In Vitro Dermal Toxicity Testing

Irritation and corrosion testing uses 3D human skin models (EpiDerm™ and EpiSkin®). In addition, an in chemico assay, Corrositex®, can be used to assign skin corrosion classifications. In silico models are also used to identify skin corrosion, irritation or sensitization potential.

Skin sensitization is a hypersensitivity reaction resulting from the interaction of a sensitizing agent with host proteins to form an immunogenic complex. Examples of sensitizers include para-phenylenediamine (PPD) in hair dyes and nickel in clothes or jewelry. When these small molecules (haptens) bind to proteins, they become immunogenic and activate the immune system, which causes localized inflammation at the site of sensitizing agent exposure.


Shining a Light on the Science and Strategy of Phototoxicity Assessments

In this podcast, Dr. Doug Learn, Director of Toxicology at Charles River Safety Assessment in Horsham, Pennsylvania, was interviewed. Dr. Learn is considered an expert in the field of phototoxicity. In this podcast, Dr. Learn shares his experiences during the evolution of how phototoxicity became a specialty field of its own, what phototoxicity means for toxicologists in the regulatory and pharmaceutical world, and how this translates to the consumer. Listen Now


While regulatory acceptance of in vitro alternatives in a tiered approach continues to grow, in vitro skin assays are also a valuable tool for screening ahead of in vivo testing.


Does the implementation of a non-animal testing strategy for skin sensitization reduce the need for animal-based test results?

Personal care cosmetics that have been subject to invitro skin assays as part of our testing strategy for skin sensitization.

Just how applicable are the alternative testing methods for the typical range of substances submitted for registration under REACH? Read our recent paper, REACH alternative testing strategy for skin sensitization in practice: Fact or fiction?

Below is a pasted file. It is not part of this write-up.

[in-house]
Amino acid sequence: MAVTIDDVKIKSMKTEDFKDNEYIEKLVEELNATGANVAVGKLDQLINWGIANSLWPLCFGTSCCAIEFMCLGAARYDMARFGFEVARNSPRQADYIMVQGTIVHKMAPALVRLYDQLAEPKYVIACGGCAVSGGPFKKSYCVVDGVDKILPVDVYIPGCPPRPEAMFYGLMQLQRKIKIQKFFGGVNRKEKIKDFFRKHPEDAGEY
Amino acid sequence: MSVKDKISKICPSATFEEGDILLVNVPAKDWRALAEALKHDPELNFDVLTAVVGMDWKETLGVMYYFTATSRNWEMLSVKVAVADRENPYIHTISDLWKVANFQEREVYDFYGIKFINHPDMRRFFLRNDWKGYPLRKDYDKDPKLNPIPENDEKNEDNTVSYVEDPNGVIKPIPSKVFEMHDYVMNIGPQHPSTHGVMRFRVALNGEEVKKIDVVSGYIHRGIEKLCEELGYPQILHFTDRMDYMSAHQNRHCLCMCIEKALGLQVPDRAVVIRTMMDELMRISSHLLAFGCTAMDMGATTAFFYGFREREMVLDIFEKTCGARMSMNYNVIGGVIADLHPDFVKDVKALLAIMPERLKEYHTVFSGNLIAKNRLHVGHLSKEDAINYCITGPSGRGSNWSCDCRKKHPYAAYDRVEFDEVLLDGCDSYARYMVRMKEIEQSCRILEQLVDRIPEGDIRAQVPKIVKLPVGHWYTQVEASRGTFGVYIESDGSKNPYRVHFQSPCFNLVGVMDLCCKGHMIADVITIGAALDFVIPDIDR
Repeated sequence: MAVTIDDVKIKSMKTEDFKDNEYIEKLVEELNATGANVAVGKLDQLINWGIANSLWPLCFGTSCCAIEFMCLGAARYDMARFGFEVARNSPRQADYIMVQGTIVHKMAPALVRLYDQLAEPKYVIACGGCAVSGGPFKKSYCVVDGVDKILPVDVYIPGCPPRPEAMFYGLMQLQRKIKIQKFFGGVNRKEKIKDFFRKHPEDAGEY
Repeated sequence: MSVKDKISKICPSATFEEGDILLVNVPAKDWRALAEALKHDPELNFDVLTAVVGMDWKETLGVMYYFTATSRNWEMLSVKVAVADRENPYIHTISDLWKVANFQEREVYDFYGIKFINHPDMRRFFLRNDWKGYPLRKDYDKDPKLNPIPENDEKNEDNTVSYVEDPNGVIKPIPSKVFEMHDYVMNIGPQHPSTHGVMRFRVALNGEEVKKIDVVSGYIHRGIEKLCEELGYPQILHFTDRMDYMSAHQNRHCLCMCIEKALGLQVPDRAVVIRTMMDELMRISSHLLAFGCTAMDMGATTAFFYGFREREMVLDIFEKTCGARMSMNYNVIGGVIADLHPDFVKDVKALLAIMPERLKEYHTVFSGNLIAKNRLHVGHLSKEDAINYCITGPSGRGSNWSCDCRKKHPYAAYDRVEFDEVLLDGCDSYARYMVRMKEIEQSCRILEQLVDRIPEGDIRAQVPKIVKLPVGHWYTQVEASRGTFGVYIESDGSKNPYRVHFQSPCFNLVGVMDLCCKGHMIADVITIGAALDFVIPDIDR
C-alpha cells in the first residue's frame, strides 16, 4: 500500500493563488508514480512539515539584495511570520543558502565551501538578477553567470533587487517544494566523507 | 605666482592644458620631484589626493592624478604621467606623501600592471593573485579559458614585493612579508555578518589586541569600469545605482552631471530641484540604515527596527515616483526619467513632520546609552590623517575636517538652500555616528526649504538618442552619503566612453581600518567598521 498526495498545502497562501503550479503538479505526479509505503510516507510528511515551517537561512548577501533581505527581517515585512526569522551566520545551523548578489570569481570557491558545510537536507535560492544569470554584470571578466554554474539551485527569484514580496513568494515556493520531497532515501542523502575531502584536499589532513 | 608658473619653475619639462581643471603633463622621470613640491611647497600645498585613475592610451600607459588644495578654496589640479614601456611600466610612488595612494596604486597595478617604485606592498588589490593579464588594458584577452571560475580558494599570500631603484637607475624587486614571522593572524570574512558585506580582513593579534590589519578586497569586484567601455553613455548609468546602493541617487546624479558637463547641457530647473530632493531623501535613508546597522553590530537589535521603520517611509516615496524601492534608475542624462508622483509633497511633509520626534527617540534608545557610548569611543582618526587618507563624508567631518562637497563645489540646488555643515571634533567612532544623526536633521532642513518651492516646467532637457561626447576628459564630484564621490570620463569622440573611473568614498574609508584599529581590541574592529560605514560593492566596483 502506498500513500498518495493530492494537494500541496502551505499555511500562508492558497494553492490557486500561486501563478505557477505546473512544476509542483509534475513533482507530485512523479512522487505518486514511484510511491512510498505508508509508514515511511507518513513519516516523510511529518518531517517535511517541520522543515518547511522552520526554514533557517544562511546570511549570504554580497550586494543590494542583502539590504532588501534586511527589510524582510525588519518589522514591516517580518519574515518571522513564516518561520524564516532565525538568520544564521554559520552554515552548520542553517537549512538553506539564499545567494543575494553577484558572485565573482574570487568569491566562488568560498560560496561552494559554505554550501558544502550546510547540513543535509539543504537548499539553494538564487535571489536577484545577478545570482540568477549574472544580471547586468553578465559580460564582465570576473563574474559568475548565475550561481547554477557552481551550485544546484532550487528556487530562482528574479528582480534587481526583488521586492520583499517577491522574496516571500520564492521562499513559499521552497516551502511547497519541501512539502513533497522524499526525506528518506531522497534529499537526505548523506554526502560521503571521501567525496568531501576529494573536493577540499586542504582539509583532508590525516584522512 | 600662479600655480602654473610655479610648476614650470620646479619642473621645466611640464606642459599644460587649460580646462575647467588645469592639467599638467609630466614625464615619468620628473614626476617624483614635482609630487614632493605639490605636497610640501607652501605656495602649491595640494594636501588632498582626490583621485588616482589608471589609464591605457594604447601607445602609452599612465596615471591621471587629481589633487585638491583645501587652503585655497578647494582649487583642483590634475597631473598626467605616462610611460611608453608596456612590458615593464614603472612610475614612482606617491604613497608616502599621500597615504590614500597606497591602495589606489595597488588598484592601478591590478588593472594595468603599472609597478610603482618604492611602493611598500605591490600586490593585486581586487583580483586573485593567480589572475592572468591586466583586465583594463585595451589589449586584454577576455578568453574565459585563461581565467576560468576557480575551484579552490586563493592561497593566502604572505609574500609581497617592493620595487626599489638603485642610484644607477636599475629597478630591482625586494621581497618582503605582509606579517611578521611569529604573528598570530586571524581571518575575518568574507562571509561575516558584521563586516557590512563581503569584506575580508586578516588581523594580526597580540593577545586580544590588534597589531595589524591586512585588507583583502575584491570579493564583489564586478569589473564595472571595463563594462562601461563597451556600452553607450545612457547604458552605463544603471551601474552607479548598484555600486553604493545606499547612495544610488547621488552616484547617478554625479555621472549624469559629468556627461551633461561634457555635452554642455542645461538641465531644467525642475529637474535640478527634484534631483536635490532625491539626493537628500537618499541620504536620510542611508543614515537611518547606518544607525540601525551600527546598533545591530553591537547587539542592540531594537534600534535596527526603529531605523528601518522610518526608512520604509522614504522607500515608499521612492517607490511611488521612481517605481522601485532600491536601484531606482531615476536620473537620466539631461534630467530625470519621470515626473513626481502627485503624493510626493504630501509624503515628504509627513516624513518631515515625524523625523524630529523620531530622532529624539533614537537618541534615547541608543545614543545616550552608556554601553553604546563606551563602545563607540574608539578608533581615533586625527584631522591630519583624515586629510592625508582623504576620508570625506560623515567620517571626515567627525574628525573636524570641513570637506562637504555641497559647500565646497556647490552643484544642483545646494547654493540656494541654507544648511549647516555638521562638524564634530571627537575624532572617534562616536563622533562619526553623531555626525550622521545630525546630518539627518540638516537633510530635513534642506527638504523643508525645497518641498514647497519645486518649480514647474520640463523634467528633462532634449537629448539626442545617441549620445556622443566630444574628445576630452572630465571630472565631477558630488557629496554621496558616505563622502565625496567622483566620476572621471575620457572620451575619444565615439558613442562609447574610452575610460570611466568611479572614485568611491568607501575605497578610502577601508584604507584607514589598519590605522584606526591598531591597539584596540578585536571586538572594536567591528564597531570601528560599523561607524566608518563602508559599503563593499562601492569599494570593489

As part of our integrated toxicology testing strategy, there may be cases where the in vivo test should be performed rather than the in vitro test. For example, the in vivo test should be used when a classification cannot be assigned or where a regulatory authority specifically requires in vivo data. In European labs, in vitro skin assays and data collection must be performed prior to evaluating the need for or performing in vivo testing.

Scientific Publications

In Vitro Skin Assays

  • SKIN SENSITIZATION ASSAYS
    • DPRA (direct peptide reactivity assay)
    • KeratinoSens and LuSens
    • MUSST
    • In silico (QSAR)
    • LLNA (local lymph node assay)
    • GPMT (guinea pig maximization test)
    • Buehler assay (contact sensitization)
    • DTH (delayed-type hypersensitization)
    • GARDskin® genome test
  • SKIN IRRITATION ASSAYS
    • SkinEthic EpiSkin® skin irritation (OECD 439)
    • Dermal acute nonrodent
    • Acute dermal rodent
  • SKIN CORROSION ASSAYS
    • SkinEthic EpiSkin® skin corrosion (OECD 431)
    • Corrositex® skin corrosion (OECD 435)
    • Acute dermal rodent

Which in vitro skin assays are right for you?

Frequently Asked Questions (FAQ) for In Vitro Skin Assays